French Open 2017: Time for Dominic Thiem or will Rafael Nadal march on?
- Election Results 2017 highlights: BJP juggernaut rolls on in Gujarat, tramples Congress in Himachal Pradesh
- Gujarat election results: BJP loses in Modi’s hometown Vadnagar
- Gross NPAs of banks cross Rs8.5 trillion in 1st half of this fiscal
- HPCL asks Airtel to transfer LPG subsidies to bank accounts
- Prem Kumar Dhumal, common man’s leader, loses by 3,500 votes
Paris: Only one player has beaten Rafa Nadal on his beloved claycourts this year and that man, Austria’s Dominic Thiem, blocks the Spaniard’s path to the French Open final.
Not only that but sixth seed Thiem has not dropped a set en route to Friday’s semi-final and on Wednesday trounced defending champion Novak Djokovic 7-6 6-3 6-0.
So, while many are already writing Nadal’s name on the trophy for an unprecedented 10th time, the fourth seed will have some doubts in the back of his mind as he takes on a man aiming to avoid a second successive semis-final exit.
Nadal dropped 22 games in reaching the semi-finals—the lowest total in the professional era—but is unlikely to beat Bjorn Borg’s record of dropping a mere 27 on his way to the 1978 final at Roland Garros.
Whether or not 23-year-old Thiem can win enough games to seriously worry Nadal will boil down to how much belief the Austrian can take on to the Philippe Chatrier court that Nadal has more or less owned since 2005.
What will help is the win he enjoyed over Nadal in Rome after losing to the 31-year-old in Barcelona and Madrid.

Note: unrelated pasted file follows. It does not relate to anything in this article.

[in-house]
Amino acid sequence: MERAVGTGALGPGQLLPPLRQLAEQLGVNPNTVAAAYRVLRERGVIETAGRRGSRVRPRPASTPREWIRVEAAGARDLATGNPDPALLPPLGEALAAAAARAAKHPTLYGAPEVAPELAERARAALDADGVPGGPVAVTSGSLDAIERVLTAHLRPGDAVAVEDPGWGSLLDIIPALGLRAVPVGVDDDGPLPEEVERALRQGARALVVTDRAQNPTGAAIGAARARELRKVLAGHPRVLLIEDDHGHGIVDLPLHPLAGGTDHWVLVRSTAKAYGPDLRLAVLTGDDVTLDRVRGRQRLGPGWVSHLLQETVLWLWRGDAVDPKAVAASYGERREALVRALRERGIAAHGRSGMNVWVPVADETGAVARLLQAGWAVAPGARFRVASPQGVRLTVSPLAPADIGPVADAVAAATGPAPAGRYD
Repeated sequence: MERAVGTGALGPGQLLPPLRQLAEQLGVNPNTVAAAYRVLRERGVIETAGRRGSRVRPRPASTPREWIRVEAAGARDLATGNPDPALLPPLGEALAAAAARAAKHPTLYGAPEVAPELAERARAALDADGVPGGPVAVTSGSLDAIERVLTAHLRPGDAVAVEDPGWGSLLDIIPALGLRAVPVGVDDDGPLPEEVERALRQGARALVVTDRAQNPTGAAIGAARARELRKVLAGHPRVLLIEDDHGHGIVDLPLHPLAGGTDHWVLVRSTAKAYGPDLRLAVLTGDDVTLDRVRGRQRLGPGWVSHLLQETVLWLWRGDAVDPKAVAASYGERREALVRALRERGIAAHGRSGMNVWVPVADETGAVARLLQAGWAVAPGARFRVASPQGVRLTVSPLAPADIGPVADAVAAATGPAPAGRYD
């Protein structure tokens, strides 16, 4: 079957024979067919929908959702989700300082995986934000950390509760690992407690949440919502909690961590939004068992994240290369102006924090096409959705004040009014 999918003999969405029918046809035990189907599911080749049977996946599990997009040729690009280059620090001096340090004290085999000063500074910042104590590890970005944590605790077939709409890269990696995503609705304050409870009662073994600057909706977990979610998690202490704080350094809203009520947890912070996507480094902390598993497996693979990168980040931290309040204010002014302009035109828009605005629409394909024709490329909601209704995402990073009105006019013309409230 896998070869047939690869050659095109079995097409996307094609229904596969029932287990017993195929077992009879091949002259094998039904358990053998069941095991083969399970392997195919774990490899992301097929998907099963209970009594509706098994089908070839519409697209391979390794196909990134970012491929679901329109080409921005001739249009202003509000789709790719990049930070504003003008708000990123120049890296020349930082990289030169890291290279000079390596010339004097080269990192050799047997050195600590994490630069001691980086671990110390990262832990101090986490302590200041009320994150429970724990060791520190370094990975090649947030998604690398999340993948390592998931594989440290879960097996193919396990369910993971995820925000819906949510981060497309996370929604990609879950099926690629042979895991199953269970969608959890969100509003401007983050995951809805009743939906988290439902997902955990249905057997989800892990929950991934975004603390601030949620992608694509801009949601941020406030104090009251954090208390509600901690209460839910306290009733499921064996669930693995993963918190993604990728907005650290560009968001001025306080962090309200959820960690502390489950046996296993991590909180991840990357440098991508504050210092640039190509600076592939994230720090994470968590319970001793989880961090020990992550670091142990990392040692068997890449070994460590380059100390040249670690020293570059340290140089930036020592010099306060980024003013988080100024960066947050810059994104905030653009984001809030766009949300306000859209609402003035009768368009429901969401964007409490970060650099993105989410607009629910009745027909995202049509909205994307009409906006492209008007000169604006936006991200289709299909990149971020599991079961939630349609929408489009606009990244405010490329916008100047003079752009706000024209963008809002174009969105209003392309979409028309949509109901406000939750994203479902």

“It’s great for me to be in the semi-finals again,” Thiem said. “On Friday I’m playing the toughest opponent ever here in Roland Garros. The toughest match what you can imagine.
“But there are no secrets.”
While Nadal, trying to become the second man in the professional era to make 10 appearances in the final at one grand slam after Roger Federer (Wimbledon), will be favourite to beat Thiem, the other semi-final looks too close to call.
It is a repeat of last year’s semi-final when Andy Murray produced arguably his greatest match on clay to defeat reigning champion Stan Wawrinka.
World number one Murray is the only one of the surviving quartet to have been seriously tested so far here, having dropped three sets.
But after arriving in Paris at a low ebb after a poor run on clay, the arrival of coach Ivan Lendl to watch over his shoulder has flicked a switch and he looks menacing again.
Murray, bidding to reach a 12th grand slam final, feels he has hit form at just the right time.
“I feel like I’m sort of in autopilot a little bit, like I know what I should be doing,” Murray said after dispatching Japan’s Kei Nishikori in the quarter-finals in four sets.
Wawrinka, champion in 2015, comes alive at the slams, especially in the latter stages and he has been in brutal form, steaming past the likes of Fabio Fognini, Gael Monfils and Marin Cilic with nonchalant ease.
He trails Murray 10-7 overall but has a full tank of gas.
“There have been other tournaments where making it to the semi-finals was much more difficult with longer matches,” he said. “The fact is things have gone quite well. I feel physically and mentally ready. I feel fresh.” Reuters